What are HVAC Load and Capacity?

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One thing we ask our clients whenever they call us for an air conditioner replacement is what kind of load they’re dealing with. That’s where the conversation usually starts to break down, because most people don’t have any idea what the load of an HVAC system is. Understanding and having a good idea of what your unit’s load and capacity are can be very helpful in the future when you want to replace or upgrade an old unit, so here’s a short discussion on what the two terms mean.

What is Load?

Simply put, the load that your system will be taking on is a simple way of saying how big of a space it will be heating or cooling. If you have an apartment that’s 1,000 square feet, for example, then that’s the general load of your HVAC unit. Figuring out the load is as easy as identifying the size of your residence, and most of the time you can get away with buying a unit that’s designed to handle right around that amount of space.

However, you also need to take into consideration several other components, one of which is the climate where you live. The maximum load your system can expect to encounter should be based on your area’s most extreme temperatures; that way, you’ll know the system can easily handle everything in between. Keep this in mind the next time you’re considering a furnace replacement.

What is Capacity?

On the other hand, capacity is the maximum output of your HVAC system. This is where the term “size” comes into play; the capacity of the unit to heat or cool a given load determines the unit’s size.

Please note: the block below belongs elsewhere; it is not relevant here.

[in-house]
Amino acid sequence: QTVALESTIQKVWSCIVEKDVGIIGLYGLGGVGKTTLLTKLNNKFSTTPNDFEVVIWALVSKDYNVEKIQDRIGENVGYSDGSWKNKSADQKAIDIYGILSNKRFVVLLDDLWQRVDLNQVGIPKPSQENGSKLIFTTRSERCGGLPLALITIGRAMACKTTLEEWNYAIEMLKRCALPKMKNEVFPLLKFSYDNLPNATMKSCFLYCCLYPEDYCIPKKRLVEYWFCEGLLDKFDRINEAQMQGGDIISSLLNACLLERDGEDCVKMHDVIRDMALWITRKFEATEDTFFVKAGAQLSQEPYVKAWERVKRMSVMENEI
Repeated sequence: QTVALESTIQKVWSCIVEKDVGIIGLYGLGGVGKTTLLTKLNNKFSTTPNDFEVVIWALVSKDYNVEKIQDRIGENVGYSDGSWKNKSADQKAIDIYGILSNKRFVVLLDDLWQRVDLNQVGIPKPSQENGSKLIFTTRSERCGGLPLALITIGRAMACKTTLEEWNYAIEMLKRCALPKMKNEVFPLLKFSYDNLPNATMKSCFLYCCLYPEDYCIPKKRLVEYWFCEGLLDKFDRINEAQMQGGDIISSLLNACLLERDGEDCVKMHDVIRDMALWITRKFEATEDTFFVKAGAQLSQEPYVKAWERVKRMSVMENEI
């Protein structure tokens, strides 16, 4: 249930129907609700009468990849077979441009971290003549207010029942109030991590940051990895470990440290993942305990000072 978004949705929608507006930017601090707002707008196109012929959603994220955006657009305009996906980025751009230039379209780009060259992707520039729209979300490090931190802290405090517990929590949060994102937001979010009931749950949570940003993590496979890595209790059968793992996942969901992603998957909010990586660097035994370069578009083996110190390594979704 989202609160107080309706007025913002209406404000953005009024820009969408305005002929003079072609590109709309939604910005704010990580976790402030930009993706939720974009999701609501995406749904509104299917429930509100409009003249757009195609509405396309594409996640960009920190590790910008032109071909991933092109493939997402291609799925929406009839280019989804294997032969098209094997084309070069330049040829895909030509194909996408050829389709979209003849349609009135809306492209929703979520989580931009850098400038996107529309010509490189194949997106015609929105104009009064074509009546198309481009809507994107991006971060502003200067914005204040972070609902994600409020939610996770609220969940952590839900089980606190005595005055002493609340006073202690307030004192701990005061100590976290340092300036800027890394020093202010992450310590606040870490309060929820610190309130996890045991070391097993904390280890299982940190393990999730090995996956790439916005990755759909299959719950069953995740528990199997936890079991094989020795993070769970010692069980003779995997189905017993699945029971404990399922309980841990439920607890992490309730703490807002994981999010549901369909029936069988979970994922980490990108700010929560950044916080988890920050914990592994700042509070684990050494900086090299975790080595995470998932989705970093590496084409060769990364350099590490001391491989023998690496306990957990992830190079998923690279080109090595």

Size matters, at least when it comes to this. An HVAC system that is insufficient for the specific load of your home will be unable to maintain a comfortable temperature throughout your entire residence, while an HVAC system that’s too big will cycle frequently, leading not only to the wear and tear of the system, but also to unnecessary energy expenses.

Which Size is Better?

So here’s a question: is it better to get an HVAC system that’s a smaller size, or one which is bigger?

If you said smaller, then you hit the nail on the head. A larger system might seem to be more appealing since it means you have more than enough capacity to control your home’s internal temperature, but the rapid cycling on and off will wear out your HVAC system faster, meaning you’ll need frequent HVAC repair and will have to replace the system sooner.

A smaller unit, on the other hand, might have some blind spots, but you can easily make up for this by adding more insulation or additional ventilation in your home. It’s always easier to adjust up than it is to adjust down.

If you’re not sure what your load requirements are, give us a call at Ainsworth & Co. Air Conditioning – Heating. We know how to check your home for the exact load and system capacity you need. You can reach us at (281) 837-8454, or via our contact page. We serve residents of Crosby, TX.

Category: hvac